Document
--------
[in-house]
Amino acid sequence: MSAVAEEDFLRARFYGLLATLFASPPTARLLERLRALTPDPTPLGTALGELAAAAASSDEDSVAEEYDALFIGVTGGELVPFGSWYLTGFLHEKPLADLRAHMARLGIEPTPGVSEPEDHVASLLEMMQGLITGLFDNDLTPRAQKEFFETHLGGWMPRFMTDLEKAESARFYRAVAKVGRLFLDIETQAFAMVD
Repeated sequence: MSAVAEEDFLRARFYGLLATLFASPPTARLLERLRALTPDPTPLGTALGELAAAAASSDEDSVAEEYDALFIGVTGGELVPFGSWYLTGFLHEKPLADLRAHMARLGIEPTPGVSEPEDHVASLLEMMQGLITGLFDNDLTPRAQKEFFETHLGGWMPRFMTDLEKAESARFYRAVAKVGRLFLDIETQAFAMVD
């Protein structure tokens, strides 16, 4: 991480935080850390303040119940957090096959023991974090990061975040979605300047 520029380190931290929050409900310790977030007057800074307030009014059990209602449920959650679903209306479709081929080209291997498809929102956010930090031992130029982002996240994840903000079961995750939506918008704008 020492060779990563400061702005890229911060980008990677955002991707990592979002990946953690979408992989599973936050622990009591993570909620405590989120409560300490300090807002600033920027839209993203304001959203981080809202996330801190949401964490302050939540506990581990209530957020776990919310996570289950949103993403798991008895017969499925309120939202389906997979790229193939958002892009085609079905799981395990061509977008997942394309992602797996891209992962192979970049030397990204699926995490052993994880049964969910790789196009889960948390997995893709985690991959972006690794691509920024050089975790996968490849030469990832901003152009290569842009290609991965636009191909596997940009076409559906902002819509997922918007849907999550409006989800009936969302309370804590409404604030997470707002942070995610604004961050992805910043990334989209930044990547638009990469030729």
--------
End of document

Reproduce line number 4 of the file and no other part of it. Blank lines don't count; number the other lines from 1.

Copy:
């Protein structure tokens, strides 16, 4: 991480935080850390303040119940957090096959023991974090990061975040979605300047 520029380190931290929050409900310790977030007057800074307030009014059990209602449920959650679903209306479709081929080209291997498809929102956010930090031992130029982002996240994840903000079961995750939506918008704008 020492060779990563400061702005890229911060980008990677955002991707990592979002990946953690979408992989599973936050622990009591993570909620405590989120409560300490300090807002600033920027839209993203304001959203981080809202996330801190949401964490302050939540506990581990209530957020776990919310996570289950949103993403798991008895017969499925309120939202389906997979790229193939958002892009085609079905799981395990061509977008997942394309992602797996891209992962192979970049030397990204699926995490052993994880049964969910790789196009889960948390997995893709985690991959972006690794691509920024050089975790996968490849030469990832901003152009290569842009290609991965636009191909596997940009076409559906902002819509997922918007849907999550409006989800009936969302309370804590409404604030997470707002942070995610604004961050992805910043990334989209930044990547638009990469030729």